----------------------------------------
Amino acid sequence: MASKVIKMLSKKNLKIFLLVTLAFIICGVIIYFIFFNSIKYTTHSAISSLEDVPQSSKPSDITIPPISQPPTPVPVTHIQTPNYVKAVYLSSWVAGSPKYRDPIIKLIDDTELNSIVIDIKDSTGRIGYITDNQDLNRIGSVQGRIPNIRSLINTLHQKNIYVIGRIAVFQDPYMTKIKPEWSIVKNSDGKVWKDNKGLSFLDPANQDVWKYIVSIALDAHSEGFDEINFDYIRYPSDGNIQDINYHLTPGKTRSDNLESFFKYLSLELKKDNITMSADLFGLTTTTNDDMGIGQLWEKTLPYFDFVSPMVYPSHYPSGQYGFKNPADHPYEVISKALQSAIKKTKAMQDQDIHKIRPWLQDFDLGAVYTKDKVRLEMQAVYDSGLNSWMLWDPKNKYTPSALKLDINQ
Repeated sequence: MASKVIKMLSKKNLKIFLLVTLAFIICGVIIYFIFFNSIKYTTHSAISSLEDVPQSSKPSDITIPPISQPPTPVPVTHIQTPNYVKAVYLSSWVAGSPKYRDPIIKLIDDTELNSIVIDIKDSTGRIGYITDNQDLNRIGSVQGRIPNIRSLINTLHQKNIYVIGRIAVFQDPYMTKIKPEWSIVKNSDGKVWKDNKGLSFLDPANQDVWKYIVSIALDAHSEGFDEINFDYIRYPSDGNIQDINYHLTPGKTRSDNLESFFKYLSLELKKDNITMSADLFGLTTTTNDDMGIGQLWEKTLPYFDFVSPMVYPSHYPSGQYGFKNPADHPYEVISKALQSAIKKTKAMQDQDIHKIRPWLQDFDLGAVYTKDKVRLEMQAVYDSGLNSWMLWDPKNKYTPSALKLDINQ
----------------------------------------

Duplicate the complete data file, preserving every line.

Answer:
Amino acid sequence: MASKVIKMLSKKNLKIFLLVTLAFIICGVIIYFIFFNSIKYTTHSAISSLEDVPQSSKPSDITIPPISQPPTPVPVTHIQTPNYVKAVYLSSWVAGSPKYRDPIIKLIDDTELNSIVIDIKDSTGRIGYITDNQDLNRIGSVQGRIPNIRSLINTLHQKNIYVIGRIAVFQDPYMTKIKPEWSIVKNSDGKVWKDNKGLSFLDPANQDVWKYIVSIALDAHSEGFDEINFDYIRYPSDGNIQDINYHLTPGKTRSDNLESFFKYLSLELKKDNITMSADLFGLTTTTNDDMGIGQLWEKTLPYFDFVSPMVYPSHYPSGQYGFKNPADHPYEVISKALQSAIKKTKAMQDQDIHKIRPWLQDFDLGAVYTKDKVRLEMQAVYDSGLNSWMLWDPKNKYTPSALKLDINQ
Repeated sequence: MASKVIKMLSKKNLKIFLLVTLAFIICGVIIYFIFFNSIKYTTHSAISSLEDVPQSSKPSDITIPPISQPPTPVPVTHIQTPNYVKAVYLSSWVAGSPKYRDPIIKLIDDTELNSIVIDIKDSTGRIGYITDNQDLNRIGSVQGRIPNIRSLINTLHQKNIYVIGRIAVFQDPYMTKIKPEWSIVKNSDGKVWKDNKGLSFLDPANQDVWKYIVSIALDAHSEGFDEINFDYIRYPSDGNIQDINYHLTPGKTRSDNLESFFKYLSLELKKDNITMSADLFGLTTTTNDDMGIGQLWEKTLPYFDFVSPMVYPSHYPSGQYGFKNPADHPYEVISKALQSAIKKTKAMQDQDIHKIRPWLQDFDLGAVYTKDKVRLEMQAVYDSGLNSWMLWDPKNKYTPSALKLDINQ